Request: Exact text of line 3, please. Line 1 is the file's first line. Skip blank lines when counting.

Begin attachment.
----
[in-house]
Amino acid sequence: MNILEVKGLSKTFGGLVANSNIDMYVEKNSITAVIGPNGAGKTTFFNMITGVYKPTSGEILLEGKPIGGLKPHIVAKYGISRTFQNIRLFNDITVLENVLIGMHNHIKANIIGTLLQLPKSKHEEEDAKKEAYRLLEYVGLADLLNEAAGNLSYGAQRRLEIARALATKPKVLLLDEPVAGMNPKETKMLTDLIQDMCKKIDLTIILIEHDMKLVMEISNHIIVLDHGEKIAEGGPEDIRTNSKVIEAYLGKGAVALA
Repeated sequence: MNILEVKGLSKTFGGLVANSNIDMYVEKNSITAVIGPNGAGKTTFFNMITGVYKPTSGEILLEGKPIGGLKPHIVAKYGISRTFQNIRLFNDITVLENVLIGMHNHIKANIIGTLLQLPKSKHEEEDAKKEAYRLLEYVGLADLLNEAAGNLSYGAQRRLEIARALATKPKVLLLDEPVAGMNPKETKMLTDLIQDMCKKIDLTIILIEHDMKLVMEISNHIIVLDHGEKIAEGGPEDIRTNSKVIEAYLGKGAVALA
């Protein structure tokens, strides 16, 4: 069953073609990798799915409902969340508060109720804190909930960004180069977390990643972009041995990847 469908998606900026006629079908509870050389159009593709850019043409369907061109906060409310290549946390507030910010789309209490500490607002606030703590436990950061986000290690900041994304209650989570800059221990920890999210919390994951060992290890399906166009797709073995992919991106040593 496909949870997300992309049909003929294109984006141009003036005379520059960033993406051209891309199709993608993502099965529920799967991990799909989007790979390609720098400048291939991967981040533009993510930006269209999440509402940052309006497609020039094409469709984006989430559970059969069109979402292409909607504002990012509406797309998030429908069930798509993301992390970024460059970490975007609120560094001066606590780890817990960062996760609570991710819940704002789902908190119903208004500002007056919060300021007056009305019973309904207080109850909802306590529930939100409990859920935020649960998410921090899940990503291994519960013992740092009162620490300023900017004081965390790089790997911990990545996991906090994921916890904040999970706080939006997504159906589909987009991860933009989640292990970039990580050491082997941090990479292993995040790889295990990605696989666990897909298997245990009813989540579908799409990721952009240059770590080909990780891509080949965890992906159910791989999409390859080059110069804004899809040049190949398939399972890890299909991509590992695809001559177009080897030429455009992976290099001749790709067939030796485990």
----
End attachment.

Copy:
Repeated sequence: MNILEVKGLSKTFGGLVANSNIDMYVEKNSITAVIGPNGAGKTTFFNMITGVYKPTSGEILLEGKPIGGLKPHIVAKYGISRTFQNIRLFNDITVLENVLIGMHNHIKANIIGTLLQLPKSKHEEEDAKKEAYRLLEYVGLADLLNEAAGNLSYGAQRRLEIARALATKPKVLLLDEPVAGMNPKETKMLTDLIQDMCKKIDLTIILIEHDMKLVMEISNHIIVLDHGEKIAEGGPEDIRTNSKVIEAYLGKGAVALA